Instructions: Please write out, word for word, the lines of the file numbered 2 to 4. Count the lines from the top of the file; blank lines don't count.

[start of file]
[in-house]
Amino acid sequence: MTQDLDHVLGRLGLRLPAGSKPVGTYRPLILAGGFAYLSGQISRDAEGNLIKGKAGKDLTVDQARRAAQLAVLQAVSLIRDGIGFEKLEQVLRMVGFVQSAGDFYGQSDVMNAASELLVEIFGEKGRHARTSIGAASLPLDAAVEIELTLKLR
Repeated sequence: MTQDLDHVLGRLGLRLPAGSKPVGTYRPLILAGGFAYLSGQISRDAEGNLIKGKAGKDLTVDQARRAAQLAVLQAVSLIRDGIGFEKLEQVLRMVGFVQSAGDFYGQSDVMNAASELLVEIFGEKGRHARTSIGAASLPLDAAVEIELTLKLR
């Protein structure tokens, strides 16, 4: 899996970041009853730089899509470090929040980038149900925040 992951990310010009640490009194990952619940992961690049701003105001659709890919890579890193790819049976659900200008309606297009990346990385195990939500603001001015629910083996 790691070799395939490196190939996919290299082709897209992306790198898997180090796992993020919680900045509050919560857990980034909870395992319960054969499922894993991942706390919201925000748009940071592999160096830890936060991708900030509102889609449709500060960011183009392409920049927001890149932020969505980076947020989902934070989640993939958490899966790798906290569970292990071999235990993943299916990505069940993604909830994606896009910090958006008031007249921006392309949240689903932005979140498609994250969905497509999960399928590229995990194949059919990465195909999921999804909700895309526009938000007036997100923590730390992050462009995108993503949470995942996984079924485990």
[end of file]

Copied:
Amino acid sequence: MTQDLDHVLGRLGLRLPAGSKPVGTYRPLILAGGFAYLSGQISRDAEGNLIKGKAGKDLTVDQARRAAQLAVLQAVSLIRDGIGFEKLEQVLRMVGFVQSAGDFYGQSDVMNAASELLVEIFGEKGRHARTSIGAASLPLDAAVEIELTLKLR
Repeated sequence: MTQDLDHVLGRLGLRLPAGSKPVGTYRPLILAGGFAYLSGQISRDAEGNLIKGKAGKDLTVDQARRAAQLAVLQAVSLIRDGIGFEKLEQVLRMVGFVQSAGDFYGQSDVMNAASELLVEIFGEKGRHARTSIGAASLPLDAAVEIELTLKLR
């Protein structure tokens, strides 16, 4: 899996970041009853730089899509470090929040980038149900925040 992951990310010009640490009194990952619940992961690049701003105001659709890919890579890193790819049976659900200008309606297009990346990385195990939500603001001015629910083996 790691070799395939490196190939996919290299082709897209992306790198898997180090796992993020919680900045509050919560857990980034909870395992319960054969499922894993991942706390919201925000748009940071592999160096830890936060991708900030509102889609449709500060960011183009392409920049927001890149932020969505980076947020989902934070989640993939958490899966790798906290569970292990071999235990993943299916990505069940993604909830994606896009910090958006008031007249921006392309949240689903932005979140498609994250969905497509999960399928590229995990194949059919990465195909999921999804909700895309526009938000007036997100923590730390992050462009995108993503949470995942996984079924485990």